Unless you live in a remote corner of Yosemite National Park and spend your days oggling double rainbows, you probably heard a newsy little tidbit about a fedup JetBlue employee and his beer swilling, f bomb dropping, emergency chute pulling, and in-all-ways dramatic exit from a JetBlue aircraft.
After an encounter that he describes as the straw that broke the camel’s back, Steven Slater gave his own special rendition of the Johnny Paycheck classic. And while the facts in question are in dispute, right or wrong, Steven Slater became something of a folk hero in the eyes of every disgruntled flight attendant, barkeep and shop girl in the country.
JetBlue, for their part, have remained understandably tight-lipped with the exception of a blog post that more or less outlines the lack of commentary from their side:
While we can’t discuss the details of what is an ongoing investigation, plenty of others have already formed opinions on the matter. Like, the entire Internet.
Damned if you do and damned if you don’t? Social media has opened up new avenues for business. Sites like LivingSocial and Groupon bring thousands of would be customers to small businesses. Mom and pop operations find new markets at a fraction of the cost and many times the speed of the way advertising used to be done.
On the flip side, most businesses, small and large, are by now accustomed to the occasional troll or disgruntled customer airing dirty laundry in a public forum or social media site. Sure, there was a period of rough adjustment for a lot of social media reviewers and businesses. But most consumers of Internet reviews now know to take the very good and very bad with a grain of salt. Even some site mediators eventually began to catch on – allowing business owners to respond publicly.
What then do we make of the Internet’s latest folk heroes: the disgruntled service employees of the world? It seems clear that the customer is not always right. Take for instance the wildly popular videos created by some former BestBuy sales associates who tired of dealing with aggressive and inane questions posed by customers (WARNING! Lots of profanity. Not safe for work, perhaps. Email subscribers, click through to watch):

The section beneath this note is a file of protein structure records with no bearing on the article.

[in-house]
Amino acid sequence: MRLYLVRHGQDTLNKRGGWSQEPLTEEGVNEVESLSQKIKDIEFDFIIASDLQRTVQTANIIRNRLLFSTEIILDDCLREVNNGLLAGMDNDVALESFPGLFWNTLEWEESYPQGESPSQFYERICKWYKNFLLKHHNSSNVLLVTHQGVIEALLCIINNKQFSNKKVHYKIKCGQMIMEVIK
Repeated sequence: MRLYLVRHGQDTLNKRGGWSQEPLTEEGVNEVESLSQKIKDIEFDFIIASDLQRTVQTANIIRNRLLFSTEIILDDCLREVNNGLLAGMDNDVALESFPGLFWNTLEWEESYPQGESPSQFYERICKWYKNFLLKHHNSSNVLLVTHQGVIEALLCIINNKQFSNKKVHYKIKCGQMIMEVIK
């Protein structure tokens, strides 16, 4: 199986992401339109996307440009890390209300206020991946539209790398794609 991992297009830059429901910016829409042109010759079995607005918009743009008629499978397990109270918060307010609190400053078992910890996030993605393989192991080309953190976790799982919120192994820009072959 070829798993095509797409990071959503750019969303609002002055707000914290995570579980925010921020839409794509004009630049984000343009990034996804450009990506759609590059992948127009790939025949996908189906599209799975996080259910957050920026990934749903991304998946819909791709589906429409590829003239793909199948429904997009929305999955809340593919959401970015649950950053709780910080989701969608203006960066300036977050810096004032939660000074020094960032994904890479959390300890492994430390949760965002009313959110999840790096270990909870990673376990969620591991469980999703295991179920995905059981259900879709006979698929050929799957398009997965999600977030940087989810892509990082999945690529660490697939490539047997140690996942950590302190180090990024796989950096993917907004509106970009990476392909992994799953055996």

BestBuy’s response was to fire the budding director only to later offer him his job back. Clearly, employers don’t know what to make of the speed with which a disgruntled employee can find so much sympathy on the Web – baseless or no.
So, as Yosemite Bear would say, “What’s it all mean?”
- Do we acknowledge that the customer is not always right and find ways for employees to deal with the stress involved in trying to prop up an illusion that anyone who ever waited tables knows to be untrue?
- Do we strong arm employees and stifle their complaints through a combination of creepy privacy monitoring devices and tactics?
- Is it possible to create a culture where complaints are heard and addressed internally?
- What is the best way for employers to respond to a disgruntled employee who takes his beer and fbombs to the tarmac and the Internet instead of through a formal complaint process?
Things have only yet begun, friends. And you can thank me later when you realize you know how to handle the next disgruntled employee because you’ve thought about the answers to these questions.
It’s hard to be humble when you’re bloggin’ straight out of Portland, Oregon. Tanya Barham is the Founder and CEO of Recess, a company where all the staff works like little elves at Christmastime to transform their client’s workplaces into healthy, happy, productive places akin to Santa’s workshop at the North Pole. Seriously. Of course, Santa’s fat, so they still have work to do.